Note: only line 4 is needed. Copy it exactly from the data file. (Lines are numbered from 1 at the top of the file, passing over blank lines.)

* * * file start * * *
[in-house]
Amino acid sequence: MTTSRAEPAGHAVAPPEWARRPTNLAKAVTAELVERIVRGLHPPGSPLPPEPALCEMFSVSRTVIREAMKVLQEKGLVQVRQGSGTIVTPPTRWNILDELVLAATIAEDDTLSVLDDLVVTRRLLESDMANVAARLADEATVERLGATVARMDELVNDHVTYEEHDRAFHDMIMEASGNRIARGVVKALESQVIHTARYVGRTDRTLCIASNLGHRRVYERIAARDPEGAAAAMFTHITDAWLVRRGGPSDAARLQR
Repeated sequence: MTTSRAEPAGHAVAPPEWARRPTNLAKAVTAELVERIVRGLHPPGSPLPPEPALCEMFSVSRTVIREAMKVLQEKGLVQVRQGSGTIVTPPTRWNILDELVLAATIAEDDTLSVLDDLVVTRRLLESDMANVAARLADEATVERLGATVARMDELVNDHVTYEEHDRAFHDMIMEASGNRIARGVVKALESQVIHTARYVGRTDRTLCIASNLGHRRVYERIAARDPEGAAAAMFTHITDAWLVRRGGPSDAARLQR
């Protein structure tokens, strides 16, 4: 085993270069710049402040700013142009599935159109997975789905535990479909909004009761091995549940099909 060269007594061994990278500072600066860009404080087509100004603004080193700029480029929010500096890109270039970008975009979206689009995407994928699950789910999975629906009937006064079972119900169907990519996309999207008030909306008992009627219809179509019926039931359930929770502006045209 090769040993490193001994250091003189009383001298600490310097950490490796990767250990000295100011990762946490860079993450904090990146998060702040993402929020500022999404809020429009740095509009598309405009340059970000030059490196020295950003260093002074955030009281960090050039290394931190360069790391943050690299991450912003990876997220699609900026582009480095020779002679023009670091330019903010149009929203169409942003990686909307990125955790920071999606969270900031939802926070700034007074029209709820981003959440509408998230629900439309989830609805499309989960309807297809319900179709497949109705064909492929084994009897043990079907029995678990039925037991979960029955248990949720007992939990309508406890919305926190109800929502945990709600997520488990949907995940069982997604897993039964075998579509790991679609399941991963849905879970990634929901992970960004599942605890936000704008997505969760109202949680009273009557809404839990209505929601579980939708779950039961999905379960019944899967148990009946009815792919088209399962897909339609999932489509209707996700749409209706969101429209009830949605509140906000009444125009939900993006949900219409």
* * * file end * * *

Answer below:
């Protein structure tokens, strides 16, 4: 085993270069710049402040700013142009599935159109997975789905535990479909909004009761091995549940099909 060269007594061994990278500072600066860009404080087509100004603004080193700029480029929010500096890109270039970008975009979206689009995407994928699950789910999975629906009937006064079972119900169907990519996309999207008030909306008992009627219809179509019926039931359930929770502006045209 090769040993490193001994250091003189009383001298600490310097950490490796990767250990000295100011990762946490860079993450904090990146998060702040993402929020500022999404809020429009740095509009598309405009340059970000030059490196020295950003260093002074955030009281960090050039290394931190360069790391943050690299991450912003990876997220699609900026582009480095020779002679023009670091330019903010149009929203169409942003990686909307990125955790920071999606969270900031939802926070700034007074029209709820981003959440509408998230629900439309989830609805499309989960309807297809319900179709497949109705064909492929084994009897043990079907029995678990039925037991979960029955248990949720007992939990309508406890919305926190109800929502945990709600997520488990949907995940069982997604897993039964075998579509790991679609399941991963849905879970990634929901992970960004599942605890936000704008997505969760109202949680009273009557809404839990209505929601579980939708779950039961999905379960019944899967148990009946009815792919088209399962897909339609999932489509209707996700749409209706969101429209009830949605509140906000009444125009939900993006949900219409």